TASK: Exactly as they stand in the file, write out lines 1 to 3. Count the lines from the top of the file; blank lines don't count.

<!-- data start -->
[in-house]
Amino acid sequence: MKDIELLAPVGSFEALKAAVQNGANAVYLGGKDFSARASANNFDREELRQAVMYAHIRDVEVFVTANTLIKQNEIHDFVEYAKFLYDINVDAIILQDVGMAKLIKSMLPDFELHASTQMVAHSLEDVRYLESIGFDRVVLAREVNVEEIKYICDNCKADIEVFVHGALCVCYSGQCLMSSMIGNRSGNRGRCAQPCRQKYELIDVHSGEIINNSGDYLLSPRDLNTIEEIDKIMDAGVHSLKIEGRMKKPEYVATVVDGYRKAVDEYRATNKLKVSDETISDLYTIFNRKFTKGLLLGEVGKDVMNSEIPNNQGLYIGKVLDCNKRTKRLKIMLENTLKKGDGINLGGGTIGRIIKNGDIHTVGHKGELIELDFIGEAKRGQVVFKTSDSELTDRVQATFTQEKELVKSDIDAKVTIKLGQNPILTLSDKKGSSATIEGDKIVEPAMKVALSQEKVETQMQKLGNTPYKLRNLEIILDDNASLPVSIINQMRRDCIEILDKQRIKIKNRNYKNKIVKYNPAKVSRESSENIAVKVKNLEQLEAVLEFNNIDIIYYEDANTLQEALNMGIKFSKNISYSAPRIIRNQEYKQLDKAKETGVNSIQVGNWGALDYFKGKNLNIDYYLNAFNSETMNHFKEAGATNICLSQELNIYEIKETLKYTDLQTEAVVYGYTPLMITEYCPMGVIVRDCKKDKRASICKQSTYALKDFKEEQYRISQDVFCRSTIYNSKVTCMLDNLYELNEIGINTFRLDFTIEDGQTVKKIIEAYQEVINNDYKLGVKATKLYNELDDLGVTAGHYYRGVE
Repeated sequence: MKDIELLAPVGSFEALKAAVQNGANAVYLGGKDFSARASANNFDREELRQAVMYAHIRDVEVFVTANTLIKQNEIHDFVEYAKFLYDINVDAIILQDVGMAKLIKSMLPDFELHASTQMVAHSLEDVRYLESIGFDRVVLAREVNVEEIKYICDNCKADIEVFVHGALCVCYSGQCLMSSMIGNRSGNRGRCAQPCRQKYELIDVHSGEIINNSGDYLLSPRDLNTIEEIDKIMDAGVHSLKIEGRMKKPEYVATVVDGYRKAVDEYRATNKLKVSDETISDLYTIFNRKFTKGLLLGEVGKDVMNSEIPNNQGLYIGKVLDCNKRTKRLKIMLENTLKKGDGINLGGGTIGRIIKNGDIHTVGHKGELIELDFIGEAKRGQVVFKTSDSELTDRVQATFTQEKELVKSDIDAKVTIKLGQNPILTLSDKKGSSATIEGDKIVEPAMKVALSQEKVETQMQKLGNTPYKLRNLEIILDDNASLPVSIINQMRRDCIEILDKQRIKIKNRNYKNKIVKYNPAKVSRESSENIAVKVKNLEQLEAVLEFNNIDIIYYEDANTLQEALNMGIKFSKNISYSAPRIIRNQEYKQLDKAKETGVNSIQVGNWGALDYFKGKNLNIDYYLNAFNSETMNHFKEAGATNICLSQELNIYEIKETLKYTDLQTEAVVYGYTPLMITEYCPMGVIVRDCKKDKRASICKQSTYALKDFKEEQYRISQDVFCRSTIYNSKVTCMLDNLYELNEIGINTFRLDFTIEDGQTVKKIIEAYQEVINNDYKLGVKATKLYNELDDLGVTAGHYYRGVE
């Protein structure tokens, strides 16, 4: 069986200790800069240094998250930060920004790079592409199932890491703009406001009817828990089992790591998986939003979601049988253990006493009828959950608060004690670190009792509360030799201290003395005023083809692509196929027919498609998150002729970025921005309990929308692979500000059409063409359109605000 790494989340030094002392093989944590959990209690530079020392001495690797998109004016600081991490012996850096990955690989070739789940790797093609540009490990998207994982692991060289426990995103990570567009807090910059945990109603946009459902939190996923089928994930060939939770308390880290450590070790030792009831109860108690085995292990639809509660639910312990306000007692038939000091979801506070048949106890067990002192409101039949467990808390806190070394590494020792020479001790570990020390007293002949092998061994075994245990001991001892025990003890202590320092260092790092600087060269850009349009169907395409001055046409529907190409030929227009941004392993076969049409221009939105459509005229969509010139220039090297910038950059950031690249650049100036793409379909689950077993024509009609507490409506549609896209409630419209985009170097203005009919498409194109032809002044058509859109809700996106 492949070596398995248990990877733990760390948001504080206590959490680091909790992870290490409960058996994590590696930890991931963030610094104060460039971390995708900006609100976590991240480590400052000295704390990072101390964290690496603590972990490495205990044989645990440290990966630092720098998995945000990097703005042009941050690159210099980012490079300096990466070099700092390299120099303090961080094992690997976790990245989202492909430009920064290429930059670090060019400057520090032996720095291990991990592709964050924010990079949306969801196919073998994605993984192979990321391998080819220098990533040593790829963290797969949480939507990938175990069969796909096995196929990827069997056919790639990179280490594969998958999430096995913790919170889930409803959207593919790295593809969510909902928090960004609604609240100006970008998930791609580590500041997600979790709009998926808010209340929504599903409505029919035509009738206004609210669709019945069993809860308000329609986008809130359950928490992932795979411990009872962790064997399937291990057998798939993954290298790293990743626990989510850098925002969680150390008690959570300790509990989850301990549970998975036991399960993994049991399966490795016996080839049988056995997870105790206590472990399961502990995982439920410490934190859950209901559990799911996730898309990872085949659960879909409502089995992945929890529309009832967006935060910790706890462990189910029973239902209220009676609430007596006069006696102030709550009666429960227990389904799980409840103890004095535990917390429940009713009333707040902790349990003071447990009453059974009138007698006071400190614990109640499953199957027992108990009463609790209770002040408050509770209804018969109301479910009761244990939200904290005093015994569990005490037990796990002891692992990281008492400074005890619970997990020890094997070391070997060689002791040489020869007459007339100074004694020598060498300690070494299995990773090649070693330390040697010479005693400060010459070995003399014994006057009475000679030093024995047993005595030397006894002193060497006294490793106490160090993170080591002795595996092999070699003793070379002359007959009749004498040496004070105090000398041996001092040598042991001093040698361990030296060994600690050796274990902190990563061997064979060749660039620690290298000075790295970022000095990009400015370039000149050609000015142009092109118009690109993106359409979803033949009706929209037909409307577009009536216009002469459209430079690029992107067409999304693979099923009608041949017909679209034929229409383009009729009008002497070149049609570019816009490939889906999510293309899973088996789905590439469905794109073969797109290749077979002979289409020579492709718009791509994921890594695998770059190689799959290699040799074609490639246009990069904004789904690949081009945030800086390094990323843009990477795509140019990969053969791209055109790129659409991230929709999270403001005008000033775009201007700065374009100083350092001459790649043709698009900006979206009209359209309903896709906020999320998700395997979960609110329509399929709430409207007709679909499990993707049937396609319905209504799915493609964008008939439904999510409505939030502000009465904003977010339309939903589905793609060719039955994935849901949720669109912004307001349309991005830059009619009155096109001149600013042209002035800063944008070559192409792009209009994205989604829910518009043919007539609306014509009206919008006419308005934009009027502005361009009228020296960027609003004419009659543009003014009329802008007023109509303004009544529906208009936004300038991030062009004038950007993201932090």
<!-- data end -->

[in-house]
Amino acid sequence: MKDIELLAPVGSFEALKAAVQNGANAVYLGGKDFSARASANNFDREELRQAVMYAHIRDVEVFVTANTLIKQNEIHDFVEYAKFLYDINVDAIILQDVGMAKLIKSMLPDFELHASTQMVAHSLEDVRYLESIGFDRVVLAREVNVEEIKYICDNCKADIEVFVHGALCVCYSGQCLMSSMIGNRSGNRGRCAQPCRQKYELIDVHSGEIINNSGDYLLSPRDLNTIEEIDKIMDAGVHSLKIEGRMKKPEYVATVVDGYRKAVDEYRATNKLKVSDETISDLYTIFNRKFTKGLLLGEVGKDVMNSEIPNNQGLYIGKVLDCNKRTKRLKIMLENTLKKGDGINLGGGTIGRIIKNGDIHTVGHKGELIELDFIGEAKRGQVVFKTSDSELTDRVQATFTQEKELVKSDIDAKVTIKLGQNPILTLSDKKGSSATIEGDKIVEPAMKVALSQEKVETQMQKLGNTPYKLRNLEIILDDNASLPVSIINQMRRDCIEILDKQRIKIKNRNYKNKIVKYNPAKVSRESSENIAVKVKNLEQLEAVLEFNNIDIIYYEDANTLQEALNMGIKFSKNISYSAPRIIRNQEYKQLDKAKETGVNSIQVGNWGALDYFKGKNLNIDYYLNAFNSETMNHFKEAGATNICLSQELNIYEIKETLKYTDLQTEAVVYGYTPLMITEYCPMGVIVRDCKKDKRASICKQSTYALKDFKEEQYRISQDVFCRSTIYNSKVTCMLDNLYELNEIGINTFRLDFTIEDGQTVKKIIEAYQEVINNDYKLGVKATKLYNELDDLGVTAGHYYRGVE
Repeated sequence: MKDIELLAPVGSFEALKAAVQNGANAVYLGGKDFSARASANNFDREELRQAVMYAHIRDVEVFVTANTLIKQNEIHDFVEYAKFLYDINVDAIILQDVGMAKLIKSMLPDFELHASTQMVAHSLEDVRYLESIGFDRVVLAREVNVEEIKYICDNCKADIEVFVHGALCVCYSGQCLMSSMIGNRSGNRGRCAQPCRQKYELIDVHSGEIINNSGDYLLSPRDLNTIEEIDKIMDAGVHSLKIEGRMKKPEYVATVVDGYRKAVDEYRATNKLKVSDETISDLYTIFNRKFTKGLLLGEVGKDVMNSEIPNNQGLYIGKVLDCNKRTKRLKIMLENTLKKGDGINLGGGTIGRIIKNGDIHTVGHKGELIELDFIGEAKRGQVVFKTSDSELTDRVQATFTQEKELVKSDIDAKVTIKLGQNPILTLSDKKGSSATIEGDKIVEPAMKVALSQEKVETQMQKLGNTPYKLRNLEIILDDNASLPVSIINQMRRDCIEILDKQRIKIKNRNYKNKIVKYNPAKVSRESSENIAVKVKNLEQLEAVLEFNNIDIIYYEDANTLQEALNMGIKFSKNISYSAPRIIRNQEYKQLDKAKETGVNSIQVGNWGALDYFKGKNLNIDYYLNAFNSETMNHFKEAGATNICLSQELNIYEIKETLKYTDLQTEAVVYGYTPLMITEYCPMGVIVRDCKKDKRASICKQSTYALKDFKEEQYRISQDVFCRSTIYNSKVTCMLDNLYELNEIGINTFRLDFTIEDGQTVKKIIEAYQEVINNDYKLGVKATKLYNELDDLGVTAGHYYRGVE